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Giving golf balls a brand new look

David and Steve Blocher have no plans to quit the business they run from a small backyard shed.

Published August 11, 2006

SPRING HILL - In the tiny, airless shed of this otherwise unremarkable back yard, a father and son polish golf balls with soft brushes.

Once, these wayward balls plopped into ponds on courses across the state, and then a scuba diver scooped them up and gave them to David and Steve Blocher.

The father-and-son team gives the balls new life, scraping off the mud and ink to reveal shiny white spheres ready to be launched by another golfer.

In unmarked crates that only they know the names of, they toss Nikes, Callaways, Pro V1's. The beat-up ones will be sold for pennies to be hit far into fields. Unblemished ones, packed into neat sea-green egg crates, will sell for $23.99 a dozen.

In a week's time, the Blochers lay hands on 20,000 balls from 17 courses in the state. Golfers across the country buy them at half price or less at T & D Golf Stores in Tampa and Oldsmar. Some customers pull the Pro V1's right off the delivery truck.

In 1987, this father and son entered the niche market of golf ball recycling, a business with few small-time family owners like them. David Blocher is now 29 his father calls him a boy, and Steve Blocher (his son calls him his boss) is 52. They plan to sweat in this shed for years to come.

Last Friday , David Blocher took a break in the shed, where two fans produce weak breezes. Egg cartons adorned by small handwritten letters were piled to the ceiling. Steve Blocher slowly dipped a ball into the secret cleaning solution and polished away invisible dirt with a fine brush.

The goal is to make it look as though it's never been hit.

The father and son spend hours here in this shed. This is not what they thought they would be doing 19 years ago. Once upon a time, Steve Blocher managed sales at a Ford dealership. In those days, his son wanted to become a professional baseball player.

David Blocher was 10 years old, and he tagged along as his father played golf. Steve Blocher realized that his son had a knack for finding balls at each tee, so he promised the boy a quarter for each ball.

Then they started prowling courses, sometimes as late as 3 a.m., combing the shallow ponds and ruining more than a few pairs of sneakers. They were chased away a few times, but that didn't stop them.

One Saturday morning Steve Blocher dropped off his son at Babe Zaharias Golf Course in Tampa with a chair and blanket to hawk his wares. Soon, David Blocher was taking home $350 each morning.

"When I started to see how much money he was making, I thought there had to be a market in this," Steve Blocher said.

Then, in 1993, he learned his sales job at Ford would soon require him to work every weekend. He decided to make his son's business his own.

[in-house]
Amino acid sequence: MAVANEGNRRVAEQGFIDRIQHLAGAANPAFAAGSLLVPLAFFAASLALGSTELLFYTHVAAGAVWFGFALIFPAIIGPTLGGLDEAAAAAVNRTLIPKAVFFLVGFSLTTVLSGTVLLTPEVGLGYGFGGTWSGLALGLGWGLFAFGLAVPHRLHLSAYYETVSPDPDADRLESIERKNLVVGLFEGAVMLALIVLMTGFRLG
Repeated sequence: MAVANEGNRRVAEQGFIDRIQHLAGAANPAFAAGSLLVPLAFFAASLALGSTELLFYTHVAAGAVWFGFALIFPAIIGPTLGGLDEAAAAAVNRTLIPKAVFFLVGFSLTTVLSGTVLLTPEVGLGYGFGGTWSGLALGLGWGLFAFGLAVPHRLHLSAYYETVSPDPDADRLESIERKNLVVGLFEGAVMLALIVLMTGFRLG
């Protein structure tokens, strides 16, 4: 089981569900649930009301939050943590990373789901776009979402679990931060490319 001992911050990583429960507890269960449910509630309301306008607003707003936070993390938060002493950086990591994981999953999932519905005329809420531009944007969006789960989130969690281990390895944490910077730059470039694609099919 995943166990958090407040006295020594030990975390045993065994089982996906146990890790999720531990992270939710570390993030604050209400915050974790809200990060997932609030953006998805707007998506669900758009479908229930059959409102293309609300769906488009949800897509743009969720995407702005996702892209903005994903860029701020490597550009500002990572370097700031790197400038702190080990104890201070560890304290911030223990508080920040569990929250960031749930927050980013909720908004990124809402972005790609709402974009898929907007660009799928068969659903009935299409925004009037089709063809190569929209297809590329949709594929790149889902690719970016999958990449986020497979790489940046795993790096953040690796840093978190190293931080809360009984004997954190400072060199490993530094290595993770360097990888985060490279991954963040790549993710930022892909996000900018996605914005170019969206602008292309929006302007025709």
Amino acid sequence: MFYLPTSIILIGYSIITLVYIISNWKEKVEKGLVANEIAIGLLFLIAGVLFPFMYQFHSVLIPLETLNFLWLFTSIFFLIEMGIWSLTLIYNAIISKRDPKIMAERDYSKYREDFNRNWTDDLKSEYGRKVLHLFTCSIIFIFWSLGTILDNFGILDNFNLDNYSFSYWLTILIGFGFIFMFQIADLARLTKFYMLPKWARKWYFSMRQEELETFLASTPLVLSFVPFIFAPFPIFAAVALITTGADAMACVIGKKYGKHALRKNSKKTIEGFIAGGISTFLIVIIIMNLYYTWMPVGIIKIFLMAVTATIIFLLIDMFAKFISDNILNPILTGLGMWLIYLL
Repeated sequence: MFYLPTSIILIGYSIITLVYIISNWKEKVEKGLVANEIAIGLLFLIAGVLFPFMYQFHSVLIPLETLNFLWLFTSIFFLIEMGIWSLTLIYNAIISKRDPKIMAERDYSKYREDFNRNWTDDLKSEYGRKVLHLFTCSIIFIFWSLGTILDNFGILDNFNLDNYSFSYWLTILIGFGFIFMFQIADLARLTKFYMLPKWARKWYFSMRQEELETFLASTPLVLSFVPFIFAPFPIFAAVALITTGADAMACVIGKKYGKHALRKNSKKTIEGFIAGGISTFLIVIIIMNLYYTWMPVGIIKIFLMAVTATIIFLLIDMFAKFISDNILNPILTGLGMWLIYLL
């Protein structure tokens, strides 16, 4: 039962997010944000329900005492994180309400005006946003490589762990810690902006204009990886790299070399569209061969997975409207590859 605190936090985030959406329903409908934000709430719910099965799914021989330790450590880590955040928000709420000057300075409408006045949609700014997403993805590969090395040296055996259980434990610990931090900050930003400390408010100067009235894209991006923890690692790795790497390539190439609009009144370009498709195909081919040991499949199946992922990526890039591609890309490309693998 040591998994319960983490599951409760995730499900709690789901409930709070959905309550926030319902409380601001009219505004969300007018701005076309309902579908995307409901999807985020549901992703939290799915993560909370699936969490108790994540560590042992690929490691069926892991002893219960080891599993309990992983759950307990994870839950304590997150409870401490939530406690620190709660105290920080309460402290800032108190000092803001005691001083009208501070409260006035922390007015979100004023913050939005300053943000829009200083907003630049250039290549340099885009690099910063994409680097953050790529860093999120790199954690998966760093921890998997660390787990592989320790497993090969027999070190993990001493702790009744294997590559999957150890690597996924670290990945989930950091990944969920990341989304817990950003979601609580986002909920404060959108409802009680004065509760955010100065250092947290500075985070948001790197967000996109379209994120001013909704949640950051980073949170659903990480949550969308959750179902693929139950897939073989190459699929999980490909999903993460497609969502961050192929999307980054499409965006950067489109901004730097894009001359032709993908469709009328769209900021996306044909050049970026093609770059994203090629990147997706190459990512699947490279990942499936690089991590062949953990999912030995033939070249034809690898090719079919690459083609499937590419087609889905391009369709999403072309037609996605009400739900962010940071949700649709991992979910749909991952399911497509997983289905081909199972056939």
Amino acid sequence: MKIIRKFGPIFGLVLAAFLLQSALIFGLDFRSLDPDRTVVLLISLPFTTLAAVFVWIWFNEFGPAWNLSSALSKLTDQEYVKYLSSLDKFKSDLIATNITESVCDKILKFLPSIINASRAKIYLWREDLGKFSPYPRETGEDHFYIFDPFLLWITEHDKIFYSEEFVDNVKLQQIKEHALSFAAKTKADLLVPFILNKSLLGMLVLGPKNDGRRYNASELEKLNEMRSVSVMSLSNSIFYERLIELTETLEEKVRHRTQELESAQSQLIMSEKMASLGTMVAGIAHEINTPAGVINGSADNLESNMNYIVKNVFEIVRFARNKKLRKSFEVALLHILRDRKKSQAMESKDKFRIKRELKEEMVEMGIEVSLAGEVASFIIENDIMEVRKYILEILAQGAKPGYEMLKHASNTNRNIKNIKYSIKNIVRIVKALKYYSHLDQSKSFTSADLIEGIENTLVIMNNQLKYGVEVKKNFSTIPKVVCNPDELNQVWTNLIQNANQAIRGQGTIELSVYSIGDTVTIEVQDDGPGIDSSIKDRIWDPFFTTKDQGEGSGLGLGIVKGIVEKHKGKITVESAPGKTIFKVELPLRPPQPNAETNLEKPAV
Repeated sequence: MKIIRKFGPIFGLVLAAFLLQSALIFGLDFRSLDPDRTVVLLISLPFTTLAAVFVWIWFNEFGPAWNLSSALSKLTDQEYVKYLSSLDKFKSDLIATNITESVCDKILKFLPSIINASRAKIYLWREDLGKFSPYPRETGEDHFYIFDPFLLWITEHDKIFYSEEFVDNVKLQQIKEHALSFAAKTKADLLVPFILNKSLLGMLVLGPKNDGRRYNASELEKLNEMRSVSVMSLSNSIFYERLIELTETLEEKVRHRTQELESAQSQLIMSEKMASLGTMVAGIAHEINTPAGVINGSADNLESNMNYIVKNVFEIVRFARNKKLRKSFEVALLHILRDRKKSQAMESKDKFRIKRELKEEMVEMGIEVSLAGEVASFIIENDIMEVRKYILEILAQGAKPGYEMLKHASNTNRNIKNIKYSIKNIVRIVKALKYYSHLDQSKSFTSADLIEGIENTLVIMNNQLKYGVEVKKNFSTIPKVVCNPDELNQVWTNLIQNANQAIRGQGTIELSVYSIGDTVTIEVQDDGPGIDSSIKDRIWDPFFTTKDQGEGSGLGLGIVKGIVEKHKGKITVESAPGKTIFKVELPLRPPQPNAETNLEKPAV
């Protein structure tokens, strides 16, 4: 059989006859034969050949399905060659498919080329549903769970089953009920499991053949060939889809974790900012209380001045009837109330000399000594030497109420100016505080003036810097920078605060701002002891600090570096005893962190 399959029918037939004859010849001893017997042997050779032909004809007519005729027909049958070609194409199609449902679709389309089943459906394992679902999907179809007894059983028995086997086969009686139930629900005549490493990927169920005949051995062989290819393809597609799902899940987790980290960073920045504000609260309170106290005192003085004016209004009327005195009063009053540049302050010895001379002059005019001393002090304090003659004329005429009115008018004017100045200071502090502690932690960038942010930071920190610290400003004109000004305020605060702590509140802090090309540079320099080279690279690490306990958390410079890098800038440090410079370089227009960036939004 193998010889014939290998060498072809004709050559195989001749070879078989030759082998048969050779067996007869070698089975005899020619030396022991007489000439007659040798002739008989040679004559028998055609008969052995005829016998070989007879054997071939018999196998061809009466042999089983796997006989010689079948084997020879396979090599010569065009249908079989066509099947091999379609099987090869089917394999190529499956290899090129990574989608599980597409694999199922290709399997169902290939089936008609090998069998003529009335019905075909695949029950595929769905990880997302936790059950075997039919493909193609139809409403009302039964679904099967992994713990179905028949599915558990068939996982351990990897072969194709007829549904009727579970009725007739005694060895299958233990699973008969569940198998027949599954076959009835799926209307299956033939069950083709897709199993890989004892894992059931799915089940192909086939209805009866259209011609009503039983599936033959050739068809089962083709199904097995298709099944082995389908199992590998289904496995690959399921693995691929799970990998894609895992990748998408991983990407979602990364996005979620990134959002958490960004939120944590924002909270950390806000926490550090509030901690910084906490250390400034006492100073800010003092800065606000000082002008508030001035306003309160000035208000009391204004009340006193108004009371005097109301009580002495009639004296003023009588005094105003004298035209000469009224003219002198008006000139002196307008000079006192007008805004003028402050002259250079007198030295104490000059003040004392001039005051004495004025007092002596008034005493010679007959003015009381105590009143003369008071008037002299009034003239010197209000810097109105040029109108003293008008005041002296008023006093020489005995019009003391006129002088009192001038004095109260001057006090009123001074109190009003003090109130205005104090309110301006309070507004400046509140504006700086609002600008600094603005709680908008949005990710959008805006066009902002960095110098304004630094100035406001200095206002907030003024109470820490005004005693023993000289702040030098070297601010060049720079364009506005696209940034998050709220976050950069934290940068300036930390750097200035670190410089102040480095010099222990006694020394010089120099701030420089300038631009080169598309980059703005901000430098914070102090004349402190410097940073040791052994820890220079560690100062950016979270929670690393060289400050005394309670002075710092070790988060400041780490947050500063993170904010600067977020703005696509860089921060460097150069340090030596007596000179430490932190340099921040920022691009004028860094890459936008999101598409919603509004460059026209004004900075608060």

That first year, he took a $25,000 pay cut.

He and his son started cleaning the balls in their garage, experimenting with different techniques. It was hard getting the balls perfectly clean. Today they use two different solutions - both secret.

Now, they have more golf balls than they can handle. They no longer wade in the ponds. Instead they hire Shannon Baxter to dive for them.

On Monday , Baxter suited up at World Woods Golf Club at the northern end of the Suncoast Parkway. He had been planning to join the military. But the summer after he graduated from high school in St. Petersburg, he started diving for the Blochers, and the money - a dime per ball - kept him in the business.

As golfers teed off at World Woods, a trail of intermittent bubbles rose to the surface of the green pond. Baxter's bare hands were collecting his catch. The blue net bag around his neck could hold 500 balls, 50 pounds in weight.

Once, Baxter felt a tug on his bag. He let go, and sure enough, an alligator was holding onto his strange harvest, spilling the balls back into the water. It took a year for him to return to that pond.

Apart from Baxter, the business has remained the father and son: just family. When they're not working together, they play golf and poker. (Dad wins.)

"We're best friends," David Blocher said. "We've gone through a lot of stuff over the years."

More than a few times, David Blocher tried to change careers. He changed oil at a car shop, cleaned carpets for Sears, waited tables. This year he laid tile. But the business - and his father - always called him back.

"We didn't see eye to eye on many issues," his father said.

"But those issues have been resolved. I plan to do this for the rest of my life," David Blocher said.

That day in the shed, Steve Blocher took a break between balls to smoke a cigarette. He would rather renovate and resell homes, the kind of work he says is his true calling.

But the money now is so good he hasn't been able to pull out yet. The hours and location - just down the road from the Spring Hill home that he rents to his son - are ideal.

Someday, he hopes his son will take over the business. David Blocher has a knack for it. Once, he negotiated contracts to dive at seven courses in six months.

Some days, David Blocher sits under the sea-green egg crates for 15 hours. He can put out 10,000 balls in two days. He likes working on his own terms, with only his father as a boss, if he even counts as one.

He doesn't have to shave or put on a shirt - just walks into his back yard, turns on the radio, and does what he's always done.

April Yee can be reached at or (352) 754-6117.

[Last modified August 11, 2006, 06:37:33]

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